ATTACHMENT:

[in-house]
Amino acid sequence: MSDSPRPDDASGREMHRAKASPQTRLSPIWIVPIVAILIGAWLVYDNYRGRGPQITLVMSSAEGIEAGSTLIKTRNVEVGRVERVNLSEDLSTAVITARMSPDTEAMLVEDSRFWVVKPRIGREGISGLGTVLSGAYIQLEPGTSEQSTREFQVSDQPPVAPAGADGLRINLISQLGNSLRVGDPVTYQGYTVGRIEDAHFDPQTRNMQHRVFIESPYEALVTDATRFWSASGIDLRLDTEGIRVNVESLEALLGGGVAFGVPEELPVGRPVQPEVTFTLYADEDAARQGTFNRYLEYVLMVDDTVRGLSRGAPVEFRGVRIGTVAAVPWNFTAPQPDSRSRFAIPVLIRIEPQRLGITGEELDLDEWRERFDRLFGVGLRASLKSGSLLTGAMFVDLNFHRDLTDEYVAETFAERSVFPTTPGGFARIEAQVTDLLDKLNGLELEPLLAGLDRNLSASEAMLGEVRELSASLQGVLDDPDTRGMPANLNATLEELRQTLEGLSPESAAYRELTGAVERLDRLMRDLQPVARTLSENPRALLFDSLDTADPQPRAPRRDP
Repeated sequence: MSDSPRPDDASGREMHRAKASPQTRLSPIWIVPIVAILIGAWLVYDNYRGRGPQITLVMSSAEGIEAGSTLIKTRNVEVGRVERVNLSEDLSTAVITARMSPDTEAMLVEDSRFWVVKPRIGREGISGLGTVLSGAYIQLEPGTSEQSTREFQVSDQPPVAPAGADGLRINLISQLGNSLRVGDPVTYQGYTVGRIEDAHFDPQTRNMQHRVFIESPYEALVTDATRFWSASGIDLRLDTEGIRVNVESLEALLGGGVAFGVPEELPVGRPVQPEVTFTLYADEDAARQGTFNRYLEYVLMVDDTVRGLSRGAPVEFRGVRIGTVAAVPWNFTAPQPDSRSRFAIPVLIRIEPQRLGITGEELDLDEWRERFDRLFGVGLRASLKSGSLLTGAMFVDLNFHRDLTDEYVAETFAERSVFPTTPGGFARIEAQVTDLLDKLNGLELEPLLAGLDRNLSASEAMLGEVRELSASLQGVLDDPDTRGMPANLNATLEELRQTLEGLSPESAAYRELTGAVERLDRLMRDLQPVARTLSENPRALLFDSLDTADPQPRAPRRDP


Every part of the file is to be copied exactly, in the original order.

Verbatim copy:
[in-house]
Amino acid sequence: MSDSPRPDDASGREMHRAKASPQTRLSPIWIVPIVAILIGAWLVYDNYRGRGPQITLVMSSAEGIEAGSTLIKTRNVEVGRVERVNLSEDLSTAVITARMSPDTEAMLVEDSRFWVVKPRIGREGISGLGTVLSGAYIQLEPGTSEQSTREFQVSDQPPVAPAGADGLRINLISQLGNSLRVGDPVTYQGYTVGRIEDAHFDPQTRNMQHRVFIESPYEALVTDATRFWSASGIDLRLDTEGIRVNVESLEALLGGGVAFGVPEELPVGRPVQPEVTFTLYADEDAARQGTFNRYLEYVLMVDDTVRGLSRGAPVEFRGVRIGTVAAVPWNFTAPQPDSRSRFAIPVLIRIEPQRLGITGEELDLDEWRERFDRLFGVGLRASLKSGSLLTGAMFVDLNFHRDLTDEYVAETFAERSVFPTTPGGFARIEAQVTDLLDKLNGLELEPLLAGLDRNLSASEAMLGEVRELSASLQGVLDDPDTRGMPANLNATLEELRQTLEGLSPESAAYRELTGAVERLDRLMRDLQPVARTLSENPRALLFDSLDTADPQPRAPRRDP
Repeated sequence: MSDSPRPDDASGREMHRAKASPQTRLSPIWIVPIVAILIGAWLVYDNYRGRGPQITLVMSSAEGIEAGSTLIKTRNVEVGRVERVNLSEDLSTAVITARMSPDTEAMLVEDSRFWVVKPRIGREGISGLGTVLSGAYIQLEPGTSEQSTREFQVSDQPPVAPAGADGLRINLISQLGNSLRVGDPVTYQGYTVGRIEDAHFDPQTRNMQHRVFIESPYEALVTDATRFWSASGIDLRLDTEGIRVNVESLEALLGGGVAFGVPEELPVGRPVQPEVTFTLYADEDAARQGTFNRYLEYVLMVDDTVRGLSRGAPVEFRGVRIGTVAAVPWNFTAPQPDSRSRFAIPVLIRIEPQRLGITGEELDLDEWRERFDRLFGVGLRASLKSGSLLTGAMFVDLNFHRDLTDEYVAETFAERSVFPTTPGGFARIEAQVTDLLDKLNGLELEPLLAGLDRNLSASEAMLGEVRELSASLQGVLDDPDTRGMPANLNATLEELRQTLEGLSPESAAYRELTGAVERLDRLMRDLQPVARTLSENPRALLFDSLDTADPQPRAPRRDP